vanced physics training. Of far greater concern is teachers’ pedagogical content knowledge. As the above discussion suggests, the knowledge and tools are now available to support the latter, including the research base concerning students’ conceptual understanding, assessment tools such as the Force Concept Inventory, and alternative forms of instruction, such as the emphasis on modeling described earlier. It is uncertain what proportion of the 19,000 physics teachers in the United States engage in instructional practices that are aligned with what is known about learning and instruction in physics, or how many make use of research-based curricular materials, assessments, and approaches. Equally uncertain is the source of their knowledge, that is, whether generalized from their own experiences as physics students, acquired during pre-service teacher education, or developed as a result of professional development programs.

In any given year, the number of physics majors pursuing a secondary education teaching credential is relatively small, and in most institutions of higher education only a few of these students may be simultaneously pursuing a certification program. Variation in program content, student learning experiences, and supervision can be substantial. This is especially problematic with regard to the specifics of how prospective physics teachers acquire knowledge about important characteristics of student learning and the teaching of physics.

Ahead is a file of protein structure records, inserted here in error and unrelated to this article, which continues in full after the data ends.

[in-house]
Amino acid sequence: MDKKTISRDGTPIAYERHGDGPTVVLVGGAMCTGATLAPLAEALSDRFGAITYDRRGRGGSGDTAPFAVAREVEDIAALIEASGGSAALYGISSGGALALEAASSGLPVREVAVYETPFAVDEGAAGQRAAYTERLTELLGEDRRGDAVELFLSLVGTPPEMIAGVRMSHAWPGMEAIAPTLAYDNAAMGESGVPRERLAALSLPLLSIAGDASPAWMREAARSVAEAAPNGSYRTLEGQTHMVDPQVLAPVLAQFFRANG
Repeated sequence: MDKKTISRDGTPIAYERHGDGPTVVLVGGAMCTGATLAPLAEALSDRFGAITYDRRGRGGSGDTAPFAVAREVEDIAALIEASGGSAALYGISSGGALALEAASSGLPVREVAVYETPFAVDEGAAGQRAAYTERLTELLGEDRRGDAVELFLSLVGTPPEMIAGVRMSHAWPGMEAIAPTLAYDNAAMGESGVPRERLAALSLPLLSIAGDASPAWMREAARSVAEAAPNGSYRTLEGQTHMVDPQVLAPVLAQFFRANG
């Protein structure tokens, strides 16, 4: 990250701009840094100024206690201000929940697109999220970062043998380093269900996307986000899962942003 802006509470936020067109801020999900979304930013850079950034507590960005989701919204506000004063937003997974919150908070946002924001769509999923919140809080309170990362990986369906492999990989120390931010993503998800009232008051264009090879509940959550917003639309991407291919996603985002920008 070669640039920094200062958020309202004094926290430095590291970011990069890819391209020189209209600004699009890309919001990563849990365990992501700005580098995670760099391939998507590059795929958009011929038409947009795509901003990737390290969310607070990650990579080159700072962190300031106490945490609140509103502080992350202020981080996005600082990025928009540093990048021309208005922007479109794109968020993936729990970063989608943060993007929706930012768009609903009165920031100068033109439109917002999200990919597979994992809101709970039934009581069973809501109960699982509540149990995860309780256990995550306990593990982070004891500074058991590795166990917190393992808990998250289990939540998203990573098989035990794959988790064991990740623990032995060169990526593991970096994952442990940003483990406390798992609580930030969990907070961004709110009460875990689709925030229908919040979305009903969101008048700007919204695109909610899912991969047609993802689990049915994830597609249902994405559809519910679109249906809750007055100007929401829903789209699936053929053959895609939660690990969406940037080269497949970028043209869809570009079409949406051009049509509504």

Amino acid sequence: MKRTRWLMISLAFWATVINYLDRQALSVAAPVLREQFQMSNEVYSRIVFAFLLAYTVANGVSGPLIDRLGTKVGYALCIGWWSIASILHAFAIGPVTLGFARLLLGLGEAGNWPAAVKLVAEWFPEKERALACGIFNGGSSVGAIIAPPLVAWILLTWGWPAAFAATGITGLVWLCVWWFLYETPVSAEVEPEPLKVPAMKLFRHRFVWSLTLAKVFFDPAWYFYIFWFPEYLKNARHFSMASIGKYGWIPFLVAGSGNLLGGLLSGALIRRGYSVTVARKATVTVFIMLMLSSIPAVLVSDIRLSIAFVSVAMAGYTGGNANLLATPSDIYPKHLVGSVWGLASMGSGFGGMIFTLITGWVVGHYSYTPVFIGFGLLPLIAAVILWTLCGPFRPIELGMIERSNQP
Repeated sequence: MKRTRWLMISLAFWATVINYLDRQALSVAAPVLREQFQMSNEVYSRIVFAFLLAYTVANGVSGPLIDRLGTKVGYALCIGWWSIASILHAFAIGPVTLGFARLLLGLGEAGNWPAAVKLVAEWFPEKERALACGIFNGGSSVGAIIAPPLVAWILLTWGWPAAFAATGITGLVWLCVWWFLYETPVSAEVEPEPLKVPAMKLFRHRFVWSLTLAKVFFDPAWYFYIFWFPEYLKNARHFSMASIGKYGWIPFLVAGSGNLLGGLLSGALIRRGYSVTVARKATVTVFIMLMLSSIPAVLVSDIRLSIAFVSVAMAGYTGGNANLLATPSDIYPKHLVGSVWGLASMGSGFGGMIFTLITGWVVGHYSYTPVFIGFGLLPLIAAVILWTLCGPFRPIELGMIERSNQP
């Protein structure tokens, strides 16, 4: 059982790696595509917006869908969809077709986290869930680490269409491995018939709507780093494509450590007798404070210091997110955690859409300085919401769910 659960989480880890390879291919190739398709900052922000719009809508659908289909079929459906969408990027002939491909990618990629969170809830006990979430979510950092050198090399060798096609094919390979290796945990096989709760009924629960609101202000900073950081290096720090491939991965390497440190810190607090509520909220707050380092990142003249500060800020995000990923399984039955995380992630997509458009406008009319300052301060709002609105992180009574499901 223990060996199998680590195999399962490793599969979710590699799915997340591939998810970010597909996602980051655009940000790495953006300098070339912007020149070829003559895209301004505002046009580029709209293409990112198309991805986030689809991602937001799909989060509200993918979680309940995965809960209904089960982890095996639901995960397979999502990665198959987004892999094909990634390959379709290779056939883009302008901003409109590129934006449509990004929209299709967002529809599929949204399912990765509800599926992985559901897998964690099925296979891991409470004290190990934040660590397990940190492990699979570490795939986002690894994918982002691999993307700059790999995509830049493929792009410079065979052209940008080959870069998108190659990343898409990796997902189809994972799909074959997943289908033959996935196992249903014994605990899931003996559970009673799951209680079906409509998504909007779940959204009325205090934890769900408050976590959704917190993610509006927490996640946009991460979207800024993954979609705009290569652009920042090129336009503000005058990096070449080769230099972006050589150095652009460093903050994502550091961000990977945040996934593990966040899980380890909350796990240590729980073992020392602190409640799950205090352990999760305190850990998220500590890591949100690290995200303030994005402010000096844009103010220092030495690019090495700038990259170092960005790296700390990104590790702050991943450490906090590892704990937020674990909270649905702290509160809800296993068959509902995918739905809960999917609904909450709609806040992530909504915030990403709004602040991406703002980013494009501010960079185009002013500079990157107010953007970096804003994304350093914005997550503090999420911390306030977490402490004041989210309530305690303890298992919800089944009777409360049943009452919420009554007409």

In contrast to pre-service teacher education, the professional development of in-service physics teachers is often better organized, especially with regard to regional, state, and national workshops. Many of these opportunities have been supported by federal funding such as the Eisenhower math-science programs, the National Science Foundation’s teacher enhancement projects. Professional societies have played a role as well. The physics teaching resource agent (PTRA) program, run by the American Association of Physics Teachers, is one model of a sustained teacher enhancement project. First funded in 1985, the PTRA program develops workshop materials, prepares exemplary high school teachers to serve as resource agents, and provides support to those agents to offer workshops in their own regions (Nelson and Bader, 2001). Agents continue to receive education over successive summers to expand their repertoire of workshops.

Approximately 500 outreach teachers have been educated, and more than 300 remain active. From 1985 to 1995, the out-



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